San Francisco Giants

San Francisco Giants: Their Optimal Starting Lineup (With Everyone Healthy)

Jordan PlautCorrespondent IMay 19, 2011

San Francisco Giants: Their Optimal Starting Lineup (With Everyone Healthy)

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    SAN FRANCISCO, CA - MAY 11:  Pablo Sandoval #48 of the San Francisco Giants sstands in the dugout before their game against the Arizona Diamondbacks at AT&T Park on May 11, 2011 in San Francisco, California.  (Photo by Ezra Shaw/Getty Images)
    Ezra Shaw/Getty Images

    The following lineup may not exactly be threatening, but unless Brian Sabean decides to make some moves in the near future (don't bet on it) this is the best possible starting lineup for the San Francisco Giants in 2011.

    Should the Giants make a trade or two to get a bat? With the way their offense has performed recently, it sure looks like they could use it.

    As I outlined here last week, this team needs to improve in more than just one or two areas if they want to stave off the Colorado Rockies in the West.

    That being said, let's take a look at what I think should be the Giants' starting lineup. Think differently? Let me know.

1. Andres Torres, CF

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    SCOTTSDALE, AZ - FEBRUARY 23:  Andres Torres #56 of the San Francisco Giants poses for a portrait during media photo day at Scottsdale Stadium on February 23, 2011 in Scottsdale, Arizona.  (Photo by Ezra Shaw/Getty Images)
    Ezra Shaw/Getty Images

    Though limited by injury to start the season, Torres has shown in his return that he belongs in center field and at the top of the Giants batting order.

    The 33-year-old from Puerto Rico currently has a line of .308/.379/.500 with seven runs in 14 games as well as six extra-base hits out of his 16 total so far; not too bad for a lead-off hitter.

    Torres, though he has speed, is not a big threat to steal bases. However, his hitting ability makes up for his paltry two stolen bases on the year.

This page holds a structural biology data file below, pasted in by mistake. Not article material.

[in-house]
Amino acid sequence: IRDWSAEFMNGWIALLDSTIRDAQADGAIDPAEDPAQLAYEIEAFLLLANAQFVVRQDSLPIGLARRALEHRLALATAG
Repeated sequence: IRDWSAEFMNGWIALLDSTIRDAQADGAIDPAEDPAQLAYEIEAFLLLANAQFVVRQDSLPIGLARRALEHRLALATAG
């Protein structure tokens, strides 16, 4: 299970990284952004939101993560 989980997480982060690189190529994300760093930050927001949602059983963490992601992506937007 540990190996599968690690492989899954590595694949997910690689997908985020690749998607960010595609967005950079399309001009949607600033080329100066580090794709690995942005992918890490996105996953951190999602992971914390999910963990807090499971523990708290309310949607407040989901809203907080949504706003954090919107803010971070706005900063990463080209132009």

This guy is the real deal at the number one spot in the lineup.

2. Freddy Sanchez, 2B

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    SAN FRANCISCO, CA - MAY 11:  Freddy Sanchez #21 of the San Francisco Giants in action against the Arizona Diamondbacks at AT&T Park on May 11, 2011 in San Francisco, California.  (Photo by Ezra Shaw/Getty Images)
    Ezra Shaw/Getty Images

    This one is pretty self-explanatory.

    Sanchez, though he is only hitting at a clip of .272/.318/.381, is a career .297 hitter and for good reason.

    Even when the second baseman is struggling offensively, he always gives you a tough at-bat. That career number is no fluke.

    Freddy is also as sure-handed a fielder as they come; he's never made more than nine errors in a season and his current fielding percentage is a solid .979.

3. Buster Posey, C

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    SAN FRANCISCO, CA - APRIL 24:  Buster Posey #28 of the San Francisco Giants in action against the Atlanta Braves at AT&T Park on April 24, 2011 in San Francisco, California.  (Photo by Ezra Shaw/Getty Images)
    Ezra Shaw/Getty Images

    The 2010 National League Rookie of the Year, Posey has shown some signs of a sophomore slump this year.